The first chapter of Mark’s gospel gives us an account of the beginning of Jesus’ ministry. It started off with a bang. The people in the synagogue at Capernaum were impressed by the powerful and unique approach of his teaching. He broke from the teaching style used by the religious lawyers, the scribes, and spoke from his heart. He also drove out an unclean spirit from a man in the synagogue. As the spirit left the man he called out to Jesus, “I know who you are – the Holy One of God!” Word of what he had done, and what had happened that day, spread quickly.
Leaving the synagogue, Jesus went to stay at the home of Simon and Andrew. They found that Simon’s mother-in-law was suffering from a debilitating fever. Jesus’ simply touched her and she was cured. She got up and waited on them. After sunset, when the Sabbath was over, a crowd gathered at the house seeking healing. Early in the morning, before sunrise, Jesus went to a deserted place to pray. Simon found him and told him that everyone was looking for him. Jesus gathered the disciples and began a preaching tour of the neighboring villages.
Mark ends this first chapter of his Gospel with a dramatic cure. “A leper came to Jesus, and kneeling down begged him and said, ‘If you wish, you can make me clean.’” We have to understand the man who is pleading with Jesus to understand how powerful this scene is.
The first reading for this Sunday is taken from the book of Leviticus. It gives medical guidelines for diagnosing leprosy. Should a blotch or sore appear on the skin and remain, or begin to erupt on other parts of the body, the person was to be brought to one of the The Pastor’s Reflections priests who would determine if the skin condition was leprosy. In the ancient world leprosy was the most feared disease. The disease itself was frightening with the eruption of sores, the gradual disfigurement of the body, the loss of feeling, and sometimes, the loss of fingers and toes. But the most horrific aspect of a diagnosis of leprosy was the social isolation that came with it. “The one who bears the sore of leprosy shall keep his garments rent and his head bare, and shall muffle his beard; he shall cry out, ‘Unclean, unclean!’ As long as 2 the sore is on him he shall declare himself unclean, since he is in fact unclean. He shall dwell apart, making his abode outside the camp.”
Later interpretations of this law exaggerated this isolation. A leper was forbidden to stand closer than a hundred feet from a healthy person if the wind was blowing in the direction of that person. The leper could never again return to family or friends, and was banished from contact with society.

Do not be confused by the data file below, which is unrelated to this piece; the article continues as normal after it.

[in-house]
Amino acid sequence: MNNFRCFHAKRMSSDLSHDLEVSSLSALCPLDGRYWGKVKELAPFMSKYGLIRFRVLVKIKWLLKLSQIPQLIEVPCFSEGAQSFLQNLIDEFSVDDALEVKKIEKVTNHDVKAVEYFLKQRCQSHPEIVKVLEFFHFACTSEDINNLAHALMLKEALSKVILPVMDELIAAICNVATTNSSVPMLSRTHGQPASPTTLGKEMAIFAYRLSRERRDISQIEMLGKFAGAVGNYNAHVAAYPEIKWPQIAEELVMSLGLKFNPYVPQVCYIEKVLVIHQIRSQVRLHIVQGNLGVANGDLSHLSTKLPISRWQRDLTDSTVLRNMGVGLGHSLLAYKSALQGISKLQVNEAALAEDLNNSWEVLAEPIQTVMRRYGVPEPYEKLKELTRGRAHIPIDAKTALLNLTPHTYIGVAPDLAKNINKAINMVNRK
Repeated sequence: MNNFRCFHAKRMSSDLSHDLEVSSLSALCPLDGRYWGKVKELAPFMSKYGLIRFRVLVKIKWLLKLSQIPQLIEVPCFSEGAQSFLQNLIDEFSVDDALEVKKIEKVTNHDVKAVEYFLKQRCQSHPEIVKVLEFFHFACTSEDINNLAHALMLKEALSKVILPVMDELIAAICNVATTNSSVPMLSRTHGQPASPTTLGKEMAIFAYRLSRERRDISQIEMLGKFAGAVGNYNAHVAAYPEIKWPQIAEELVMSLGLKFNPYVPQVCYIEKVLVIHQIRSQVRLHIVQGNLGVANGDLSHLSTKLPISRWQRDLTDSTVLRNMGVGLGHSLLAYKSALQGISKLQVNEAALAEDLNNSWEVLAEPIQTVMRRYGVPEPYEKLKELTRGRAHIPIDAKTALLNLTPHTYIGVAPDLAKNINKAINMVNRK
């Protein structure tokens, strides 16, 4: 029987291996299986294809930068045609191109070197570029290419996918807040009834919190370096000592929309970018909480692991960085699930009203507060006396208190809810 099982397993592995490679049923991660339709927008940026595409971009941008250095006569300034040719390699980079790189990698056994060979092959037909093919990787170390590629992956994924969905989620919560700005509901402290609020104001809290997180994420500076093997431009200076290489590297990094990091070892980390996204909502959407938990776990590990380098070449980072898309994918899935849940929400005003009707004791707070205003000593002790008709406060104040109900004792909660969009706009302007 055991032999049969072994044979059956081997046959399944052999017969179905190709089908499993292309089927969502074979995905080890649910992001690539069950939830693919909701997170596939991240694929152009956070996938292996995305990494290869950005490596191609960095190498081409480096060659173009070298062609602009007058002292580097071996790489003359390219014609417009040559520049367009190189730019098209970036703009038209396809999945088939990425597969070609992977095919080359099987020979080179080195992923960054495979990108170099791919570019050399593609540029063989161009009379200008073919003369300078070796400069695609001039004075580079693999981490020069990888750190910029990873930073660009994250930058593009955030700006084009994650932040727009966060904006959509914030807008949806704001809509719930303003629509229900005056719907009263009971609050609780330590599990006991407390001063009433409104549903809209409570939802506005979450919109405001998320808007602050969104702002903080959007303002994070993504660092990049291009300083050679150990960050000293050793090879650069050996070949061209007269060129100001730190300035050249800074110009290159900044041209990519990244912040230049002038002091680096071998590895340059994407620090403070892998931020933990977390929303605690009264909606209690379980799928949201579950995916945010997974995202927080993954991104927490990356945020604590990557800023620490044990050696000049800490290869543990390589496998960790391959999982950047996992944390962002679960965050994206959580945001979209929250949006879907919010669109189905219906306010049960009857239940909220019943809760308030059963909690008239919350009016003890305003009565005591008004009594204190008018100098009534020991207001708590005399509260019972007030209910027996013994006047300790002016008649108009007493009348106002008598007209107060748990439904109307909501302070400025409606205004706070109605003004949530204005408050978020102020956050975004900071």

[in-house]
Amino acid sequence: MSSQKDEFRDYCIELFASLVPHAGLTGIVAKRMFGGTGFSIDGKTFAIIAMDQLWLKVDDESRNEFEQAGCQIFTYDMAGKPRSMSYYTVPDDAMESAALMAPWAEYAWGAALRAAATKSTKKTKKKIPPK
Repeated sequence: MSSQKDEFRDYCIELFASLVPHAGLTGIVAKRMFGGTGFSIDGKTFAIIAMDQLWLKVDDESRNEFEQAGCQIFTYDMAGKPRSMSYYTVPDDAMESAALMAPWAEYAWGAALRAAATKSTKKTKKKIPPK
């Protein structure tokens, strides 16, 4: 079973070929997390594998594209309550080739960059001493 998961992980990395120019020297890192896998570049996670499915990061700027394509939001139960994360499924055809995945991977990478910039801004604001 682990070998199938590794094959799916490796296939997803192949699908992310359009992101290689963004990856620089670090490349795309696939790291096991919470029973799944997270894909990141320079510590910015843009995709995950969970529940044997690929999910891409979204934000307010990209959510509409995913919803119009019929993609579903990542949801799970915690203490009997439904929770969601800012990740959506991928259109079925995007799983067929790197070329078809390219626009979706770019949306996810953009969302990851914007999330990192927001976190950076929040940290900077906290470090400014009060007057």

These regulations may seem primitive and cruel, but we only have to look at the American leper colony at Moloka’i established in the late nineteenth century to see that the attitude toward the disease continued. Being sent there was a death sentence. The government was lax in providing proper medical care, food and shelter. It wasn’t until Father Damian of Moloka’i volunteered to minister to the people in the leper colony that some respect, compassion and care was introduced to them.
To understand the power of the account of Jesus’ cure of the leper we must understand how shocking his actions were to the people who witnessed it. First of all, the leper who approached Jesus acted in a bold and aggressive way. The people with Jesus were certainly screaming at the man to keep his distance. Lepers were forbidden to approach healthy people. This man was ritually unclean. Any physical contact with him would render a person unclean. He would not be able to touch others, eat with them from the common dish, or pray with them until he had undergone rites of purification. In the account, the leper came right up to Jesus. He may have heard about Jesus’ power to heal. He may have seen in him a compassion that broke down his fear to approach him. This man, suffering from a horrific and incurable disease, had tremendous faith in Jesus.
“If you wish, you can make me clean.” He had no doubt that Jesus could cure him. He only hoped that Jesus would “wish” to cure him.
Secondly, Jesus not only wished to cure him – he touched the man. This was absolutely unheard of. Jesus dismissed any concern of ritual impurity – or physical contamination. Without hesitation, “he stretched out his hand, touched him, and said, ‘I do will it. Be made clean.’”
Thirdly, even though Jesus admonished him not to tell anyone about his cure except the priest who would have to certify his cure, the man began to “publicize the whole matter.” How could anyone keep this healing a secret?! This man was not only cured of the most horrible of diseases, but he was given a new life. He could return to his family. He could re -enter society. This cure made Jesus so well known that “it was impossible for him to enter a town openly.” He remained in outlying and deserted places, but the people found him.
What can this account teach us? First and foremost, that we need to overcome our fear of approaching Jesus. We must approach him in faith. We don’t have to be perfect to approach him. He loves us exactly as we are.
Secondly, that we must believe that Jesus will not hesitate “to touch” us. He will never find us repulsive. No matter how we judge ourselves, or how others see us, Jesus always recognizes our beauty and our Godgiven dignity. No matter how many mistakes we’ve made, Jesus will freely open his heart to us. He will envelop us with his love.
Lastly, we must have faith that Jesus’’ touch can bring us back to health – physically, emotionally, and spiritually.
Jesus’ touch will bring us a new and restored life. We only need to approach him. We only need to trust.